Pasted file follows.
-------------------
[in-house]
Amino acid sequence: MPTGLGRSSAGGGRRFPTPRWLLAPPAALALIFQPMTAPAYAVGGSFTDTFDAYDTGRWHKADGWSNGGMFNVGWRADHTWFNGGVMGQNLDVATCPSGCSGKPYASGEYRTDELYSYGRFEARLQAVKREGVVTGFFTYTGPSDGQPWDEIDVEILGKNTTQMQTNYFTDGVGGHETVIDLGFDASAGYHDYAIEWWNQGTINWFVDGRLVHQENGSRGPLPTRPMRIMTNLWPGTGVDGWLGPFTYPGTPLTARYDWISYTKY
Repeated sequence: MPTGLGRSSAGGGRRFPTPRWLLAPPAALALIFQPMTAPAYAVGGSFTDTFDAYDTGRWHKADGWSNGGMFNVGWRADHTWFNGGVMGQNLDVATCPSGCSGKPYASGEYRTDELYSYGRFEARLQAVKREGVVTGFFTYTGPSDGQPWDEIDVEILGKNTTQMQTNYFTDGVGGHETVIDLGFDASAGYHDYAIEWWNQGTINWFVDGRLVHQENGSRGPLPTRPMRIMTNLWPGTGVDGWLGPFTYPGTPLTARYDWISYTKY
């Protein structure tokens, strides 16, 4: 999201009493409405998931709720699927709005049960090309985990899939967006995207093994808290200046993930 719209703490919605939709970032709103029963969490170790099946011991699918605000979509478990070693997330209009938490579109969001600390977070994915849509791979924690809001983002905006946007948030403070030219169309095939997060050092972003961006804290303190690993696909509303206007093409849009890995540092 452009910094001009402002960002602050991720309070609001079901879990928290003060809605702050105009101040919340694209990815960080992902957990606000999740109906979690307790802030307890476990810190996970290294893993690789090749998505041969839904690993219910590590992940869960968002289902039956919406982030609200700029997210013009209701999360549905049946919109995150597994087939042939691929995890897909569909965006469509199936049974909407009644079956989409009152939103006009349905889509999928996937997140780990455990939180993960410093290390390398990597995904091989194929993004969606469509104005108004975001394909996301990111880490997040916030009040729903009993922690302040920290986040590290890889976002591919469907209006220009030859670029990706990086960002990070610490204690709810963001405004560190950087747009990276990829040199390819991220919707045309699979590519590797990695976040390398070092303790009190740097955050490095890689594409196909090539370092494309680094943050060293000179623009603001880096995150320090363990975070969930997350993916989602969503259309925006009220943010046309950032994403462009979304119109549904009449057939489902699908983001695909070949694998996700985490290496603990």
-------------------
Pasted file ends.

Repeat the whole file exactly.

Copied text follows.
[in-house]
Amino acid sequence: MPTGLGRSSAGGGRRFPTPRWLLAPPAALALIFQPMTAPAYAVGGSFTDTFDAYDTGRWHKADGWSNGGMFNVGWRADHTWFNGGVMGQNLDVATCPSGCSGKPYASGEYRTDELYSYGRFEARLQAVKREGVVTGFFTYTGPSDGQPWDEIDVEILGKNTTQMQTNYFTDGVGGHETVIDLGFDASAGYHDYAIEWWNQGTINWFVDGRLVHQENGSRGPLPTRPMRIMTNLWPGTGVDGWLGPFTYPGTPLTARYDWISYTKY
Repeated sequence: MPTGLGRSSAGGGRRFPTPRWLLAPPAALALIFQPMTAPAYAVGGSFTDTFDAYDTGRWHKADGWSNGGMFNVGWRADHTWFNGGVMGQNLDVATCPSGCSGKPYASGEYRTDELYSYGRFEARLQAVKREGVVTGFFTYTGPSDGQPWDEIDVEILGKNTTQMQTNYFTDGVGGHETVIDLGFDASAGYHDYAIEWWNQGTINWFVDGRLVHQENGSRGPLPTRPMRIMTNLWPGTGVDGWLGPFTYPGTPLTARYDWISYTKY
């Protein structure tokens, strides 16, 4: 999201009493409405998931709720699927709005049960090309985990899939967006995207093994808290200046993930 719209703490919605939709970032709103029963969490170790099946011991699918605000979509478990070693997330209009938490579109969001600390977070994915849509791979924690809001983002905006946007948030403070030219169309095939997060050092972003961006804290303190690993696909509303206007093409849009890995540092 452009910094001009402002960002602050991720309070609001079901879990928290003060809605702050105009101040919340694209990815960080992902957990606000999740109906979690307790802030307890476990810190996970290294893993690789090749998505041969839904690993219910590590992940869960968002289902039956919406982030609200700029997210013009209701999360549905049946919109995150597994087939042939691929995890897909569909965006469509199936049974909407009644079956989409009152939103006009349905889509999928996937997140780990455990939180993960410093290390390398990597995904091989194929993004969606469509104005108004975001394909996301990111880490997040916030009040729903009993922690302040920290986040590290890889976002591919469907209006220009030859670029990706990086960002990070610490204690709810963001405004560190950087747009990276990829040199390819991220919707045309699979590519590797990695976040390398070092303790009190740097955050490095890689594409196909090539370092494309680094943050060293000179623009603001880096995150320090363990975070969930997350993916989602969503259309925006009220943010046309950032994403462009979304119109549904009449057939489902699908983001695909070949694998996700985490290496603990």